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Last month, a group of would-be job seekers got a chance to sit down with a diverse group of Bay Area employers – from Caltrans to Rubicon Bakery and many more in between – and pick their brains for career advice, interview tips and techniques, resume critiques and even exchange contact information.

But this was no traditional employment seminar: the job seekers are all inmates at Marin’s San Quentin State Prison, right in our backyard, and participants in the prison’s Employment Readiness Seminars, an eight-week curriculum that is designed to provide them with the essential skills and tools they need to find, and keep, a job after they are released from prison.

The curriculum was designed by Mill Valley resident Diana Williams, who began volunteering at San Quentin two years ago through the California Reentry Program and the Inside Prison Project. Williams has an M.A. in counseling psychology and was initially drawn to helping inmates with the social and emotional aspects of their predicament and the choices that led them to prison. “Interest in human beings has always been paramount in my life,” Williams says.

There was some unexpected momentum for programs like the Employment Readiness Seminars in 2015, as conservative power player Koch Industries surprised many by touting the need for bipartisan reform of the criminal justice system, putting forth a five-point plan that specifically mentioned the need to help youth and non-violent offenders re-enter the job market after their release.

Williams says that sort of support is crucial. “Jobs are the number one factor to prevent recidivism,” she says.

One of the unique elements of the San Quentin program is it’s origin. It’s the brainchild of Nelson “Nobel” Butler, a 46-year-old San Quentin inmate who was in the midst of the parole hearing process and wanted to know how to get a job because he has been incarcerated since he was 19 years old.

“Men in prison have no way of finding out how to get a job,” Butler, who met Williams through his participation in the inmate group TRUST (Teaching Responsibility, Utilizing Sociological Training), told the San Quentin Times.

The chance to meet with employers was the culmination of the Employment Readiness Seminars, which begin with a seemingly basic but critical question: what are my skills and interests? For many inmates, particularly those who’ve been in prison since they were young men, that’s a difficult question to answer, Williams says.

Chung Kao, 54, told the Times that the highlight of his training was doing an interest assessment. “It told me more accurately about myself than I could do about my own interests,” he says. “That stuff is very accurate if you follow it step by step.”

The curriculum also helps inmates present themselves to employers on resumes and cover letters, how and where to search for jobs, conducting themselves in interviews and, perhaps most importantly, how to keep and thrive in a new job.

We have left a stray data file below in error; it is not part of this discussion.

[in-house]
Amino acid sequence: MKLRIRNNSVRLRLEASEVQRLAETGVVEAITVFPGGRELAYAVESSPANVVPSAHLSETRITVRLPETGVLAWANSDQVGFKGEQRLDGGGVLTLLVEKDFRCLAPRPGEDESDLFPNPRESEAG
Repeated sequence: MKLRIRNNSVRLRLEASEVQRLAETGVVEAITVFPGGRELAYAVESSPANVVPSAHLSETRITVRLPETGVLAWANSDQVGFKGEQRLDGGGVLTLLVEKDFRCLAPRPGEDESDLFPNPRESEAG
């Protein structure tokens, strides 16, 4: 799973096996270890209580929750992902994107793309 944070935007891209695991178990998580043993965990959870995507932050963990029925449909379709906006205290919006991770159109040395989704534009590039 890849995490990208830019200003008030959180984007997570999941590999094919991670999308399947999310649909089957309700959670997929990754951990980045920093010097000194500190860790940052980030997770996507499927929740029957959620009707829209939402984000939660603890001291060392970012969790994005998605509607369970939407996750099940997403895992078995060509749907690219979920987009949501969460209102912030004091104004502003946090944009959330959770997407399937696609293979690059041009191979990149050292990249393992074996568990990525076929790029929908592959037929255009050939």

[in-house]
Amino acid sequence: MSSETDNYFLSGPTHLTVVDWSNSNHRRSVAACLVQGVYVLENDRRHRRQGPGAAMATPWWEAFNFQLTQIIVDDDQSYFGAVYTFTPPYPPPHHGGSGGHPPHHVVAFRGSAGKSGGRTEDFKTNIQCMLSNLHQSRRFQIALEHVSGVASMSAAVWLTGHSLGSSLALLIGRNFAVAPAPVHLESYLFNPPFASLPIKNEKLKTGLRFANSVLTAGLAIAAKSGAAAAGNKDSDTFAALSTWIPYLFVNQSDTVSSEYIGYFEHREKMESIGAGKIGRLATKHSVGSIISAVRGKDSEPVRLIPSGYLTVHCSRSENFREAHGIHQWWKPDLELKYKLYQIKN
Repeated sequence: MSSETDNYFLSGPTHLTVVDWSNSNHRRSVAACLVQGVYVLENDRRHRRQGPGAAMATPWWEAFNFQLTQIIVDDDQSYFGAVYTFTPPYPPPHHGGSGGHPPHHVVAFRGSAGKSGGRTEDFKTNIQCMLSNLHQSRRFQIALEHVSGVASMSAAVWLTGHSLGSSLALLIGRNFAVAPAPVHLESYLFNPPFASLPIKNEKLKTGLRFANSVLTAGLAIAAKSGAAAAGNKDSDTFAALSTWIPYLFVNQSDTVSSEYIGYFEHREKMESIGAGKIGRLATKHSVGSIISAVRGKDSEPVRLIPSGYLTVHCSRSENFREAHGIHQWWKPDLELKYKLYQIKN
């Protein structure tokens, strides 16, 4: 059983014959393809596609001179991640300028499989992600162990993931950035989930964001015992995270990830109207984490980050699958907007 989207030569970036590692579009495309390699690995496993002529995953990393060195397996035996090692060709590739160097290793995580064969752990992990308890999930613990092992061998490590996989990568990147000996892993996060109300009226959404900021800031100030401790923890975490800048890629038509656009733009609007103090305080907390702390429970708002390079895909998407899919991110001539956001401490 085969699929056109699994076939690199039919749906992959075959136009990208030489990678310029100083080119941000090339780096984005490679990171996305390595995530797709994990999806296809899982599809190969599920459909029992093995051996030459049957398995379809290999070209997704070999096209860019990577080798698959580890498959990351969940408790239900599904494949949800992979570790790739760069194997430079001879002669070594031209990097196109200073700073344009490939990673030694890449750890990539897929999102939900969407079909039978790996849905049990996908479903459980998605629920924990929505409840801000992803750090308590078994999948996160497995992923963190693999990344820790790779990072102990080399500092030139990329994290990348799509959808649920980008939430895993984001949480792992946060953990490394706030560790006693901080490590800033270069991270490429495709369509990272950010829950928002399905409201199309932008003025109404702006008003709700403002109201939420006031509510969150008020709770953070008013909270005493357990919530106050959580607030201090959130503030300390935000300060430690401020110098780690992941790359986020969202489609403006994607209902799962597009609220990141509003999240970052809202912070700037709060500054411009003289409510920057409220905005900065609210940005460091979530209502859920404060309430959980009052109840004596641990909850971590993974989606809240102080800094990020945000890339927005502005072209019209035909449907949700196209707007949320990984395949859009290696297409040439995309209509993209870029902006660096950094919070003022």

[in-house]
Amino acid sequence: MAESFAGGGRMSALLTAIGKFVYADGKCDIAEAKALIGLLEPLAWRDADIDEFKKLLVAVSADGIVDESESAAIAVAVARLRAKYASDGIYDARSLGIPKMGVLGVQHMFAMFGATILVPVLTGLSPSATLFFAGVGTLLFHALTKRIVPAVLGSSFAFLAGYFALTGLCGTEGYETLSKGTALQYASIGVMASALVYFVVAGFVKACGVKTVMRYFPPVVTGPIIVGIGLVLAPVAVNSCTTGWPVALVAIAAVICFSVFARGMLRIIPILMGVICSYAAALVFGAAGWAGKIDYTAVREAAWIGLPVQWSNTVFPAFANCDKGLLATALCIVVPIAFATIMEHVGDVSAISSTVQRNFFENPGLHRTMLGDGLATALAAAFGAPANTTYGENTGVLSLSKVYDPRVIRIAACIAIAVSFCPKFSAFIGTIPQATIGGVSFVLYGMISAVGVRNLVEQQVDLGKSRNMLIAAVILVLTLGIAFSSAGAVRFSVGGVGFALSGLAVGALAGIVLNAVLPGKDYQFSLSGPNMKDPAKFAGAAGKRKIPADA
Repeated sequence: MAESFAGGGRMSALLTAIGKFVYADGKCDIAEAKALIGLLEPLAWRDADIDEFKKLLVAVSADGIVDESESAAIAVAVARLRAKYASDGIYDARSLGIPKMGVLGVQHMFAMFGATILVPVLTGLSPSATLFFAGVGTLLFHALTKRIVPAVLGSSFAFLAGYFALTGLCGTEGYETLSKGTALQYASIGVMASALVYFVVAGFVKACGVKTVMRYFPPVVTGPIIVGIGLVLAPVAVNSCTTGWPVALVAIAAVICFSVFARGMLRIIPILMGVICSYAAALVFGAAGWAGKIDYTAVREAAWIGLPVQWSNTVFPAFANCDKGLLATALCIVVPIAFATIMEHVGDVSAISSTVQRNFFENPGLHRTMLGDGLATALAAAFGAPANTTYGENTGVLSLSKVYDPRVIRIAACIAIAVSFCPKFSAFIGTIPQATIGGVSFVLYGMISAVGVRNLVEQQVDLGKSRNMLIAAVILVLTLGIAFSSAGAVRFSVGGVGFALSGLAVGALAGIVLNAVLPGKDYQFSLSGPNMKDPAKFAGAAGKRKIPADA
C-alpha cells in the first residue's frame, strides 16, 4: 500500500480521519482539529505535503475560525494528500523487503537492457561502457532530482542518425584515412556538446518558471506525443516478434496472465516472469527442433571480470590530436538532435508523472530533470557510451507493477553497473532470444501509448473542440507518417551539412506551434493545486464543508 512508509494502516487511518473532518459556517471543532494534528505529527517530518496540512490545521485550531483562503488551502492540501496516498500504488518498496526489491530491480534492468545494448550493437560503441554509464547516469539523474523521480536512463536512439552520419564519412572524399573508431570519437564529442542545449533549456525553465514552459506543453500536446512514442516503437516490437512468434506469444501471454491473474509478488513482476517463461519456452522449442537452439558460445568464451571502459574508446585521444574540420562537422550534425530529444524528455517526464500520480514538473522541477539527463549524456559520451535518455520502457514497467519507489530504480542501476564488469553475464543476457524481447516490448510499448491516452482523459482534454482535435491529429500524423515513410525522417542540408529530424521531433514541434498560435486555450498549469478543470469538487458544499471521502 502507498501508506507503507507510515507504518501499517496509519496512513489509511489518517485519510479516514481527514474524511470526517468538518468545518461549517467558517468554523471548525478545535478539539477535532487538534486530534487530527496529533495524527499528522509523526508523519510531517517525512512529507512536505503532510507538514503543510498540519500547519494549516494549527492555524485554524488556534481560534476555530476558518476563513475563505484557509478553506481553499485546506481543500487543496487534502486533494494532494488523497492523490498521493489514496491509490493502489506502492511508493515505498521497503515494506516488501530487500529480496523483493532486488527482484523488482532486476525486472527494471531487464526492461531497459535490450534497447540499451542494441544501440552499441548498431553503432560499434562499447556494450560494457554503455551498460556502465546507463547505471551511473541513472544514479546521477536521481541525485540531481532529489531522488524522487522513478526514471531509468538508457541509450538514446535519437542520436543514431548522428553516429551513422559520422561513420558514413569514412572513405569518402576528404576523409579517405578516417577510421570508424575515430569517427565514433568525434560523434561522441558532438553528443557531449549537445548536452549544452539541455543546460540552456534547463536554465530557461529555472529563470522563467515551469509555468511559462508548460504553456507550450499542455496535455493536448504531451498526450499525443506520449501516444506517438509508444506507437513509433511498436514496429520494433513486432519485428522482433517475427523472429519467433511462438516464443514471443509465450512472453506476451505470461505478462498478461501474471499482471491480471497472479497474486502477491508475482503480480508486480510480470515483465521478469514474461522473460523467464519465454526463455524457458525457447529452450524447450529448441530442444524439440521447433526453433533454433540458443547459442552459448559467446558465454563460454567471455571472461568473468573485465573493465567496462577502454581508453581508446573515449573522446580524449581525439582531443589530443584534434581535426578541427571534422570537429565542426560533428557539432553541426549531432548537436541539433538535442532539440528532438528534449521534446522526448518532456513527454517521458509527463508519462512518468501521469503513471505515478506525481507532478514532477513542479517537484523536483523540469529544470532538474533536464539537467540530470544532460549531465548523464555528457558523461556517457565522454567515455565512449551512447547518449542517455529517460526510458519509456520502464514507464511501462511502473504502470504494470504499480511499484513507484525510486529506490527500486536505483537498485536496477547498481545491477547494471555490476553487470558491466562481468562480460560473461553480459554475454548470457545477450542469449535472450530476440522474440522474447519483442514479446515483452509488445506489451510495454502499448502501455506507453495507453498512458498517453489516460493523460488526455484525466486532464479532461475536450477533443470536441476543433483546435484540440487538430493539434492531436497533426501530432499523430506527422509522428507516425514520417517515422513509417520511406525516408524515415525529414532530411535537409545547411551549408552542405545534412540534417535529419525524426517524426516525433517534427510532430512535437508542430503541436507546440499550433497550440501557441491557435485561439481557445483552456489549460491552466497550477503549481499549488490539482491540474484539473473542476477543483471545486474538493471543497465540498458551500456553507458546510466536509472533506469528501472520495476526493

“It’s a comprehensive job readiness curriculum that encourages the men to hold the highest vision for themselves and their futures,” Williams says. “It gives the men a jump start, since these are programs usually offered at career centers after they get out and the inmates get to meet employers while they are still incarcerated.”

Williams says several employers have told her that the men coming out of prison are often their best employees because there are things that the prison experience has honed in these men: discipline, the ability to work well with others and, most of all, patience.

“They are literally always waiting in line for everything, and they are grateful for the opportunity,” she adds.

The Employment Readiness Seminars will continue in the spring, and Williams is looking for more employers to participate, particularly in the job fair that concludes the program.

Williams said the labor shortage in the Bay Area, particularly in construction, presents a great opportunity for the inmates. And many of them have participated in apprenticeship programs within specific industries, so that they’ll leave prison with skills ready-made for jobs in construction, manufacturing, delivery services or landscaping.

“We make it a routine to hire people who have been incarcerated,” said Jesykah Forkash, one of the owners of Aaron Metals. “We want them to go from being a lifer in prison to being lifers with us.”

Williams says that while employers like Social Imprints have made it their social mission to train and hire former inmates, many others have done so quietly. Regardless, the impact is huge.

“To be in the midst of the men who are making huge changes in their lives and taking advantage of the programs of the prison – it is inspiring incredibly inspiring to be there and see how far men are willing to go and how far they are transforming themselves,” she says.

If you’re interested in connecting with Williams about participating in the Employment Readiness Seminars, email info@millvalley.org.



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